Gutters are an integral piece of your home’s well being. They serve to control the flow of rainwater to protect your roof, walls, foundation and landscape.
But when neglected, experts say gutters can turn from a necessity to a nightmare. A gutter clogged with leaves, sticks and other debris can cause a leaky roof or water damage to the interior or exterior of your home. Contractors say gunked-up gutters also make nice homes for pests, rodents, mold and honeycombs from bee infestations.
“If you let gutter cleaning go by the wayside, it can cost you hundreds or thousands of dollars,” says Jeff Lambert, a supervisor with The Gutter Man in Houston.
“Gutters are a potential bomb above your head full of insects and critters, if you let them stay out of sight, out of mind,” Lambert added.
It depends largely on where you live and, most importantly, how many trees are in your yard. Bob Vecchio, owner of The House Doctors in Cleveland, recommends having gutters maintained in the spring and fall.
“I recommend people calling me in the fall when all of their leaves are down or almost down, Vecchio says. “In the springtime, maple trees get those little helicopters that go everywhere, including into your gutter.”
Vecchio says it’s important to have a professional clean the downspouts as well because a clogged downspout “makes it hard for the rain to go down and that causes them to back up and overflow the gutter, which can cause damage to your home.”
You can judge how often to clean your gutters based on how often leaves in your area fall and the types of leaves, Lambert says.
“It should be on everyone’s to-do list about every four months, depending on the tree climate,” he says. “In a high-yield environment, leaves fall all year-round. You can’t wait until the last leaf falls.”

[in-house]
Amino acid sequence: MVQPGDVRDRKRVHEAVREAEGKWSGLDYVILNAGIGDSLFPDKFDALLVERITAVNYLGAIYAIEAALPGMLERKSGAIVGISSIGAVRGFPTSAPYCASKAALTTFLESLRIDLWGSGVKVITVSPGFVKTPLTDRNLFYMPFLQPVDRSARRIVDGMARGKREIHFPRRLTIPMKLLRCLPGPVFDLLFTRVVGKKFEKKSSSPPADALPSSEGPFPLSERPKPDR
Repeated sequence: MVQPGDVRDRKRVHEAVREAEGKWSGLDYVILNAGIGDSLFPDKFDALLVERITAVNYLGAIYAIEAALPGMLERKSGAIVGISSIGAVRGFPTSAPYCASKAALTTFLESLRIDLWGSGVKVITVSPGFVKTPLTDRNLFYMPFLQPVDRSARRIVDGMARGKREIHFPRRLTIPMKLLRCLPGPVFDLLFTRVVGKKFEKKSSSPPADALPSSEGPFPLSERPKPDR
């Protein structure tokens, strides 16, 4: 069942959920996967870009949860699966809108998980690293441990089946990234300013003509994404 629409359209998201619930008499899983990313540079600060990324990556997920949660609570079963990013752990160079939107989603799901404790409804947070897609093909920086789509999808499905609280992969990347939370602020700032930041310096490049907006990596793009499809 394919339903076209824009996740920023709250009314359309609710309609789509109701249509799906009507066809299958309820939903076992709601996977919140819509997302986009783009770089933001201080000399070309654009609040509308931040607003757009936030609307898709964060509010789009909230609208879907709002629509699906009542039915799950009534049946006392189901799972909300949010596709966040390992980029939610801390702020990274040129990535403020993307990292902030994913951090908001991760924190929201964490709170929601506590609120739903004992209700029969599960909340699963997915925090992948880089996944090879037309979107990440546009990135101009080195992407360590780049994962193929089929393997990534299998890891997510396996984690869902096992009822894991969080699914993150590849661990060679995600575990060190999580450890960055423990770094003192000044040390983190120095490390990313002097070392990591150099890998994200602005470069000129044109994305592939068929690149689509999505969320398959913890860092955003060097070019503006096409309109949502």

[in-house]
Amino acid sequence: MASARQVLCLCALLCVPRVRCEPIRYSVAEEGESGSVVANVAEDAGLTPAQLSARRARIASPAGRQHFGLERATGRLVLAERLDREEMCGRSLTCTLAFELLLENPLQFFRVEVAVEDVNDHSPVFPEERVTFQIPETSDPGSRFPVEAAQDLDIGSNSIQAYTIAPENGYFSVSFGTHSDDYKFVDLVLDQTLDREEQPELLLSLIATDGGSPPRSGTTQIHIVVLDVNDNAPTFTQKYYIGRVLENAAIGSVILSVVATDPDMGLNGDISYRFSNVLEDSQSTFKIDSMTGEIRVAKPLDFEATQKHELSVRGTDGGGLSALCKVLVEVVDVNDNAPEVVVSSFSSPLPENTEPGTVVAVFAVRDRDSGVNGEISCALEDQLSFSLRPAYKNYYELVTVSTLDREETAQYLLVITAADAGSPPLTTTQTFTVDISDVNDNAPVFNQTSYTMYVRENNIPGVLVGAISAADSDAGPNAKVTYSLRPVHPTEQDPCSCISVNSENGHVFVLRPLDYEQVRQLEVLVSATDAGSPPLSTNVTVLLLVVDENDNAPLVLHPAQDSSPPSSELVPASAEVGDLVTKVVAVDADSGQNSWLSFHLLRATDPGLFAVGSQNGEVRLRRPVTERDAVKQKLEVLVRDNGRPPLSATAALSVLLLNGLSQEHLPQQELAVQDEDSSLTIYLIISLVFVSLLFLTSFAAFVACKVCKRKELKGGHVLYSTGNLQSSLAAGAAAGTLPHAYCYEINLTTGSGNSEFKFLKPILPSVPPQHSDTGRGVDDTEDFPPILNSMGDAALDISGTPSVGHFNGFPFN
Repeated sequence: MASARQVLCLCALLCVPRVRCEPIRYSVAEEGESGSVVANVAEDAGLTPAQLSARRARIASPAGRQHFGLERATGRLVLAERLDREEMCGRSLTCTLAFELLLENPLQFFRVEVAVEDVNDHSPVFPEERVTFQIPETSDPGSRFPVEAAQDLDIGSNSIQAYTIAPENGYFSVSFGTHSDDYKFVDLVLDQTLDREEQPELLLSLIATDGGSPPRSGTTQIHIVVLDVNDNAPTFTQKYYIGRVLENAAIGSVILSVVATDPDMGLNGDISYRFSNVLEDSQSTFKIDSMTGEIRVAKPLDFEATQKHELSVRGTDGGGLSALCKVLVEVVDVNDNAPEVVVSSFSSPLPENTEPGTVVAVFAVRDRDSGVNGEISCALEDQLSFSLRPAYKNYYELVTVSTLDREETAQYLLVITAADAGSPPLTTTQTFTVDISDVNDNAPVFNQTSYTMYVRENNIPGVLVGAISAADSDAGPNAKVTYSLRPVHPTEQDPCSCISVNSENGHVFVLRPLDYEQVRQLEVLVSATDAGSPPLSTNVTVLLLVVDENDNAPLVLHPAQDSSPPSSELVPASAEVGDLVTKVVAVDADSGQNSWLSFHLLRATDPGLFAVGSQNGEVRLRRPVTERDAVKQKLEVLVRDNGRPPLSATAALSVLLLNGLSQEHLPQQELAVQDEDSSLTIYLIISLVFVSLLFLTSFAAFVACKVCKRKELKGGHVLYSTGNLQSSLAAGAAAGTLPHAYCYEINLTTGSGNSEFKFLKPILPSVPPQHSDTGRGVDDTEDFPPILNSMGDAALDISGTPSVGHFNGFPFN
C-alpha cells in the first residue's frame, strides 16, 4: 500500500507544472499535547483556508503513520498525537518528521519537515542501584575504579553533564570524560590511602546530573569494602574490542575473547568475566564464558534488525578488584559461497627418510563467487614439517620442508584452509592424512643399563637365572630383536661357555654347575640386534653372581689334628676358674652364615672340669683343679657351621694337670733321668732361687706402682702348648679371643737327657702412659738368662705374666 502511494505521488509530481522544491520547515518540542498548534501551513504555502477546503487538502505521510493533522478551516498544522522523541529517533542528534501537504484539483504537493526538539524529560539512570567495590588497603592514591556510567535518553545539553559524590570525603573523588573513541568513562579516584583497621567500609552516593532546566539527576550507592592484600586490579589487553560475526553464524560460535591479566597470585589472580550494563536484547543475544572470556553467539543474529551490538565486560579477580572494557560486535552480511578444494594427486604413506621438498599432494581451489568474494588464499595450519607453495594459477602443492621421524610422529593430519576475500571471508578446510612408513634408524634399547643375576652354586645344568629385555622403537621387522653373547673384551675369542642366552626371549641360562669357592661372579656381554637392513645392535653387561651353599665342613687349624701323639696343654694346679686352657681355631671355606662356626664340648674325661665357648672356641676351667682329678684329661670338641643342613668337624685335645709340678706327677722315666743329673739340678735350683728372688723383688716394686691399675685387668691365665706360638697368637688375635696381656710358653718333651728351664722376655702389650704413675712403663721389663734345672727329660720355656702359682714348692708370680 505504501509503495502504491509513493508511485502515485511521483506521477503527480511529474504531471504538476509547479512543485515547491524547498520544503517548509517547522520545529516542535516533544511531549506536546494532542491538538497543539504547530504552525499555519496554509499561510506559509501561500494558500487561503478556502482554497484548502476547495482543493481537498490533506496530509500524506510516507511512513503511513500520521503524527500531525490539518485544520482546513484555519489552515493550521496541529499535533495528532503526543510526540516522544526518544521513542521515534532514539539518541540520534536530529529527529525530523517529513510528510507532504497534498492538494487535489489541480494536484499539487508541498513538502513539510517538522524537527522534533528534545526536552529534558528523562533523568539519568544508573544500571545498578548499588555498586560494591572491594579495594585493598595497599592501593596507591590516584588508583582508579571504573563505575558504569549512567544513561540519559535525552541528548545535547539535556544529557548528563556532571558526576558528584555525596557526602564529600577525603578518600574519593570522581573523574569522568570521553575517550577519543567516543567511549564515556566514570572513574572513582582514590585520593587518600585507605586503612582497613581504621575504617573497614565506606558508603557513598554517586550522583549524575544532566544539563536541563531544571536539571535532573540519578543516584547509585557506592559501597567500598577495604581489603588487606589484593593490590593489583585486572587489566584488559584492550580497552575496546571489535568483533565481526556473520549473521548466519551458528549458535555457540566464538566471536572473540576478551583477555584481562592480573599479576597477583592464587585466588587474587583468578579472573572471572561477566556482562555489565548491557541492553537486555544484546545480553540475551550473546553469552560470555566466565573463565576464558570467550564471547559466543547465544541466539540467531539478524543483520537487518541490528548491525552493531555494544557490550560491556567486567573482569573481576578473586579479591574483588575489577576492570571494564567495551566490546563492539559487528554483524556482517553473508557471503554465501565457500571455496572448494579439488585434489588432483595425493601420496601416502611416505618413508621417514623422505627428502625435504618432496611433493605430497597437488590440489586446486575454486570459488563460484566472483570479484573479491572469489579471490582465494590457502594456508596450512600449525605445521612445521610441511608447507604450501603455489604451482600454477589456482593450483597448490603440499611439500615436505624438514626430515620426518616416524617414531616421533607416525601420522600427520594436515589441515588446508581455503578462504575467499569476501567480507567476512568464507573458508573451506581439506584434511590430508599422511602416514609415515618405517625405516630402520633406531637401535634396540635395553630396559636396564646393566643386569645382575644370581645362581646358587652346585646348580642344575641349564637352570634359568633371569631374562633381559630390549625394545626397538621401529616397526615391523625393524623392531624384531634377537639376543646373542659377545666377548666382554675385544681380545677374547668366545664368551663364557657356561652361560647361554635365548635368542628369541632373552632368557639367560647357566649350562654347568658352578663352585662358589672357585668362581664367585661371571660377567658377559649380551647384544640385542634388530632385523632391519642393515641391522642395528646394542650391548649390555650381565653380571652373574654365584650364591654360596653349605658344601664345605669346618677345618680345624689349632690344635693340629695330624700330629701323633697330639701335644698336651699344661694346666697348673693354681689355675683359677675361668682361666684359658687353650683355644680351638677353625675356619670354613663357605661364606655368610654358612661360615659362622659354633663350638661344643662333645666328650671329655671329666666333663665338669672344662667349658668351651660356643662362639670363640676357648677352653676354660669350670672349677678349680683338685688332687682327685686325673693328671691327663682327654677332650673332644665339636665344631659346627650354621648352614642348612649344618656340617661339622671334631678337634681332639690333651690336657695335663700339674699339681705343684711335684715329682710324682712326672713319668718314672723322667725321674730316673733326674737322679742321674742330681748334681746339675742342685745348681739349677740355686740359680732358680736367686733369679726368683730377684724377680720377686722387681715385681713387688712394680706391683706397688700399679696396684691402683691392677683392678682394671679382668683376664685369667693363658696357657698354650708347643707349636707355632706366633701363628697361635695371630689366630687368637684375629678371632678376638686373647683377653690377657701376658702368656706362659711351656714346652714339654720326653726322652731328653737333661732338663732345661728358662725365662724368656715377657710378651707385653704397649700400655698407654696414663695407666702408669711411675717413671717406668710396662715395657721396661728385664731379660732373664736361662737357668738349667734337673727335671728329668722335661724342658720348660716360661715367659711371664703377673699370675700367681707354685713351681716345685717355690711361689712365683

Leaf guards significantly decrease the need for gutter maintenance, but they don’t eliminate the need completely, Lambert says.
Instead of every four to six months, you may only need to maintenance gutters with covers or screens every one to three years. The frequency of maintenance will depend on the quality of the cover and the type and quantity of trees in the yard, he says.
Even if you do have gutter covers, it’s still a good idea to do a visual check each year, says Vince Curcio, owner of The Bizzzy Bee in Charlotte, North Carolina.
Vecchio says a guard will not keep all the debris out, adding: “Up to 15 to 20 percent can still get in, and you still have to remove the guard. Sometimes you need a professional to do so.”
It’s important to purchase quality covers and screens if you want to effectively limit the need for gutter maintenance, says Gerry Murray, owner of Gutter Covers of Indiana in Indianapolis.
“You need to look for one that’s strong enough to hold up and suits your type of trees,” he says.
A gutter cover costs on average between $1,500 to $2,500 depending on the size of the home and length of gutters, Murray says.
Although cleaning gutters is a task most homeowners can do themselves, it can be dangerous work. According to the Consumer Products Safety Commission, falls from ladders sent more than 240,000 Americans to hospital emergency rooms in 2009 (the most recent year available).
Before climbing a ladder, be sure it’s sturdy and all the steps are in good condition. Climb the first two steps to determine if the ground is level. For soft soil, place plywood under the legs of the ladder. You should also make sure not to rest the ladder on the gutters themselves because the additional weight can cause them to collapse.
“I had a customer once that smashed both hips from falling off a ladder and received permanent injuries from it,” Curcio says. “That’s one of the biggest things; safety. The second thing is a professional knows what they’re looking at and can stop the problem before it gets worse. Gutter prevention is measured in pennies, and repairs are measured in dollars.”
During a cleaning, a professional should remove of all debris from the roof, gutters and downspouts, while checking and repairing any loose gutter spikes. The cost of gutter cleaning ranges from $75 to $225 for an average home, depending on the length of gutters, height of the home and scope of work. Most companies charge a flat fee per foot of gutter, but the cost can go up depending on the complexity of the work.
For example, The Gutter Man charges 85 cents per foot of gutter but will charge more for labor-intensive jobs, Lambert says.
Before hiring someone to clean your gutters, check that they carry liability insurance and workers’ compensation insurance for any employees they bring to the job.
This article was originally published at Angie’s List.